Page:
For many of us, we have an idea of what perfection means. For example, we like to point to snowflakes as perfect units. But notice something about these? They’re all different. In fact, every snowflake is unique, each one different from the next. If a snowflake is perfect, then all of them are. But any difference, according to Plato, would in essence be an imperfection. But what is the ideal snowflake? How could there be just one perfect one? How could all copies of the ideal be considered less than perfect? In the world where we live, we are not afforded the opportunity to contemplate the ideal, the snowflake Form; we only have the real, the physical. All snowflakes, therefore, are perfect. And so is every potato, for that matter.

As for me, I know I am more complicated an organism than a potato. But I see wonders every time I check in on things around the world. For instance, there are sea creatures that do everything from change color to emit light, to name a few. Human beings might appear less significant in the grand scheme of things, if we’re going for existential despondency. I mean, we’re more than just animals, even though we are classified as primates who have simply evolved. The very act of my writing this indicates that there’s something more going on. Therefore, here we are, each of us, contemplating our existence and our place in the universe. Meanwhile, we’re still basically controlled by our basic urges and needs: sleep, eat, fuck, survive.

Now that I’ve established that I am ordinary, it makes my perfection argument a little easier. If we were as simple as dogs or grasshoppers or potatoes, how could anyone dispute that any of us were anything less than perfect? Naturally, there are those who might judge. The Westminster Kennel Club holds an annual event to decide which dog breed is superior to the rest. This is highly subjective, and the results should never be construed as to mean there is any one dog that is perfect. Really, aren’t they all?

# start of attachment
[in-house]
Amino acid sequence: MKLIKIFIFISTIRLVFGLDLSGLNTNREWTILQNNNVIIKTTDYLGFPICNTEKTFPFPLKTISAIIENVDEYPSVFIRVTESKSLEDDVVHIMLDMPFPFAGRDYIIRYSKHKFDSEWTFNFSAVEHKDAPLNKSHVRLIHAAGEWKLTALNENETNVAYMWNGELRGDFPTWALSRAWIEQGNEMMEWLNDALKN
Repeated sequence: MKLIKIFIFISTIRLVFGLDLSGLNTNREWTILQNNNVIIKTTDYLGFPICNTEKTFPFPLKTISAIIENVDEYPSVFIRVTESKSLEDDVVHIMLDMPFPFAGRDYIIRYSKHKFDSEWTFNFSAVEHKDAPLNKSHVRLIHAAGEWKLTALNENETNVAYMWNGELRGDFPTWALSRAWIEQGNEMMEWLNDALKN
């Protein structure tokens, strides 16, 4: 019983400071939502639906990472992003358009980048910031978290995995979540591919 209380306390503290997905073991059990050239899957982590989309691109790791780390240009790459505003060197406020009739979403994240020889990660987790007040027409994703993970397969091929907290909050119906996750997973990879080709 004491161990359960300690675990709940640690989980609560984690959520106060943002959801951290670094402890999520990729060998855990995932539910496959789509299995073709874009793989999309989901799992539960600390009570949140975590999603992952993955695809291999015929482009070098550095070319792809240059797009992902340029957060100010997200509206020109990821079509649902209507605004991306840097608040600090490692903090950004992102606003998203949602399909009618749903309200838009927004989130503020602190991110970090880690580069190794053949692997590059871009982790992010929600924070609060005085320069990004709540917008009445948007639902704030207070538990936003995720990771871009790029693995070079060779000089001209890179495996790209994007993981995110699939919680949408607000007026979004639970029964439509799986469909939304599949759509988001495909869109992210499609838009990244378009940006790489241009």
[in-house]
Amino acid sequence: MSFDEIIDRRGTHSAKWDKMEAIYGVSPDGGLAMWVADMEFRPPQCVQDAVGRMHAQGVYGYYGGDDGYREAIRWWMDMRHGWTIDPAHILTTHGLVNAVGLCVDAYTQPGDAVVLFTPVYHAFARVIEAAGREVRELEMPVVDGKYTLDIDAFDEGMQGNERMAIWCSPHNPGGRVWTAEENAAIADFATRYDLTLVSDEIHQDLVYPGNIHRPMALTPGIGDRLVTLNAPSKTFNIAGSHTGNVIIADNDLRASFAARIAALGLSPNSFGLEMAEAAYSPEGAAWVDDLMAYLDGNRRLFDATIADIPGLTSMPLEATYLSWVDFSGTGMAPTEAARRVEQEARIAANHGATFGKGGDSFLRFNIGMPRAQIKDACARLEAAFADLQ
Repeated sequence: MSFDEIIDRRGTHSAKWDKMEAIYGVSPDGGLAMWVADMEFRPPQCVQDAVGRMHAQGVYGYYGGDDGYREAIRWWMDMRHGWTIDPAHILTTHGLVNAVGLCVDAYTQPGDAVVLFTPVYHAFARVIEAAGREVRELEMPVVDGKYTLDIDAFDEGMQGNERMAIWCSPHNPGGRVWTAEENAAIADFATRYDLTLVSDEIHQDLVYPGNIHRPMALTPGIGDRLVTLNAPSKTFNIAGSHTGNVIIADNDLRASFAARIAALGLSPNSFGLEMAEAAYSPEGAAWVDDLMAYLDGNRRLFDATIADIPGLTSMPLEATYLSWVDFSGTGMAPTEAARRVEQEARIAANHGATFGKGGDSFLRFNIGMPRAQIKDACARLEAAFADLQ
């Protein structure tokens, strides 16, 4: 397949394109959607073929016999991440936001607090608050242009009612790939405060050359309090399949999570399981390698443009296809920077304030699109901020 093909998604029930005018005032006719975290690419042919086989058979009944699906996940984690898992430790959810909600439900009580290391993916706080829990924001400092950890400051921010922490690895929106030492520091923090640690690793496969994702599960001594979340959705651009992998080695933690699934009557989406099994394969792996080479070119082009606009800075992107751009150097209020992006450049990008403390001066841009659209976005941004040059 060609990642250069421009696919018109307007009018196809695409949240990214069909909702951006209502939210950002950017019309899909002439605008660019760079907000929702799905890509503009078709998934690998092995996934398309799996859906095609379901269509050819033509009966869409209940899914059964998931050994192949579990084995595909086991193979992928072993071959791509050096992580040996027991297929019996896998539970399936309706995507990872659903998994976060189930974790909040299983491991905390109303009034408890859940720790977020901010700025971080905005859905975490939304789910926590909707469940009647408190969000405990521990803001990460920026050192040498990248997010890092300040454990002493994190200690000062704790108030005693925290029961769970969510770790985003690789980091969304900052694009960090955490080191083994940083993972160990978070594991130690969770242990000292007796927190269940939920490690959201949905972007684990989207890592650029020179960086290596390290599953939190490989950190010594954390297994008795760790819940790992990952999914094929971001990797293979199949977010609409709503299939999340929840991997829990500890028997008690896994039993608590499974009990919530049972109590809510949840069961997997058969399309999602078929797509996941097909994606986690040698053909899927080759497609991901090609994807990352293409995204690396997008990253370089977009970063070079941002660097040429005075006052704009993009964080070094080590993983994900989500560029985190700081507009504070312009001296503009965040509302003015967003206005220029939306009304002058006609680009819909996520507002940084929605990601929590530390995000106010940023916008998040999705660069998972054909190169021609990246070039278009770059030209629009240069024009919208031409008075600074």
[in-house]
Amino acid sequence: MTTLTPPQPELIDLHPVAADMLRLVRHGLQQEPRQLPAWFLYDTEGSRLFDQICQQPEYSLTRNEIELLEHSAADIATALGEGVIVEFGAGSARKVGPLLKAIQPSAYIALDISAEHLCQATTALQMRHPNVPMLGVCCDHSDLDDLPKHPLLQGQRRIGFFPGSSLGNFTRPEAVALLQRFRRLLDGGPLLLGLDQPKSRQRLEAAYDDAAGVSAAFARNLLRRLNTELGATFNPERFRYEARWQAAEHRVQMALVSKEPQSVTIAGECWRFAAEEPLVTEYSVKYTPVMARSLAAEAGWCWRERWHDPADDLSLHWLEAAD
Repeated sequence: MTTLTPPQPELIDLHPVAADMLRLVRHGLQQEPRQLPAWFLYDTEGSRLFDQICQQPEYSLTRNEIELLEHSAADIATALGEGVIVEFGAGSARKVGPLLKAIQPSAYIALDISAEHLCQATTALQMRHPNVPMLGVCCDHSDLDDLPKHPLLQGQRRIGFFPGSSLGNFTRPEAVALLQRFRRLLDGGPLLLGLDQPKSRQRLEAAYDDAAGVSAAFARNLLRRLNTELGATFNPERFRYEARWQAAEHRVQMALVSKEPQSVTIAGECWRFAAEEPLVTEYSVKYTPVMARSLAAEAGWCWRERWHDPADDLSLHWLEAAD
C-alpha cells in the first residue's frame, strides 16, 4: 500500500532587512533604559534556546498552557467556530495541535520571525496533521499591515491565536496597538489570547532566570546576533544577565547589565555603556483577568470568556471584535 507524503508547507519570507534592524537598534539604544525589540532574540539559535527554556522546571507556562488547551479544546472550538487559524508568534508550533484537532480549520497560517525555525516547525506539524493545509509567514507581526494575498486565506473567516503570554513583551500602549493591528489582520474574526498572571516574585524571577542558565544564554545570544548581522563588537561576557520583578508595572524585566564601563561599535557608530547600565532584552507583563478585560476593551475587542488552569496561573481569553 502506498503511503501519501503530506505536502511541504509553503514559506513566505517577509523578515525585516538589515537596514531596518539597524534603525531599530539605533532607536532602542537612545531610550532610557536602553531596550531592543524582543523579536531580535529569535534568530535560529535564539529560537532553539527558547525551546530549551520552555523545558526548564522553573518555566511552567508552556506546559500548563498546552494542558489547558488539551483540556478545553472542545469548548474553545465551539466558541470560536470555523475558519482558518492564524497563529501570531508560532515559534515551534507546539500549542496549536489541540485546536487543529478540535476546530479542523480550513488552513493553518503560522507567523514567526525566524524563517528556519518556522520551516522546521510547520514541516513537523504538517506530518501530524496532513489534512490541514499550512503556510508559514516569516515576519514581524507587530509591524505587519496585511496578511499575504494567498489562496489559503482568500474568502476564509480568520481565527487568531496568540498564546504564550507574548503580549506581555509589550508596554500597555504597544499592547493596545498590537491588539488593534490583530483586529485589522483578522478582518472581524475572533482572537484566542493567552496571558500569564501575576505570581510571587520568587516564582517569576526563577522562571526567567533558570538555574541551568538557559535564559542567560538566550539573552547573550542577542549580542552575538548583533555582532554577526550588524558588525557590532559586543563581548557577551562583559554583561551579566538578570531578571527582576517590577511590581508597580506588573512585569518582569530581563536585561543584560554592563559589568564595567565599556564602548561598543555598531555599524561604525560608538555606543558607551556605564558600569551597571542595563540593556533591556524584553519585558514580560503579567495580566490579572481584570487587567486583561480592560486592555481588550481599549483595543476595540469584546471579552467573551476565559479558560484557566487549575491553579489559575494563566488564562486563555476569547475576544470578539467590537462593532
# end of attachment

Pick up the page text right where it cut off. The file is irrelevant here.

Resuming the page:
The thing about perfection – a human preoccupation – is that there really is no such thing. What I mean by that is there is no one ideal of any item, person, or situation in our plane of existence. That “perfect storm” we keep hearing about is actually a confluence of forces or elements crossing a threshold, arbitrary perhaps, where conditions may be just right for the worst case scenario. This term is almost always used as a metaphor to describe some social or work situation where things go horribly wrong. Shit happens, but I wouldn’t call this perfection.

Perfection is kind of an illusion. Except that here I am trying to convince you that we are all perfect beings. What makes this impossible to accept is that we’ve been told how imperfect we are our entire lives. But I maintain that we are all perfect and essential. We’re like cogs in the intricate machinery of the universe, to use a hyperbole here for a moment (if Plato can do it, well…) Perhaps we are perfect in that we are precisely where we need to be for the cosmic algorithm to function. What if we are all exactly where we’re supposed to be? Can’t we be perfect in the place we find ourselves?

I admit, my previous notions of perfection were rooted in that latent Catholic school guilt and self loathing, where we lesser things cannot possibly approach perfection. One of my instructors was wrong about many things; it stands to reason he was wrong about this, too. Maybe I am perfect. I’m not without fault, but my perfection may lie in the niche I fill. For my wife, I am exactly what she needs, or so she tells me sometimes. Am I the perfect husband? Perhaps for her. I might be the perfect employee for certain needs of my company. I might have been the perfect student, not because I made A’s, but perhaps because I made my teachers think or because I made them work harder. I may never know. But my point is that I believe we are all perfect beings.

In a sense, we are more than all the cells and plasma and elements in our bodies, the electrical impulses between our nerve endings, or the chemistry in our brains. We’re beyond the body and the physiology of the human animal. There’s no proof that we have souls or spirits, but there’s a lot we have not discovered about ourselves. There might be something perfect within all of us. Maybe our struggle, our suffering, is simply our souls colliding with our human instincts and emotional pressures. Is music a transport vessel for the soul? Is art another? What about acting or stand-up comedy? Or writing?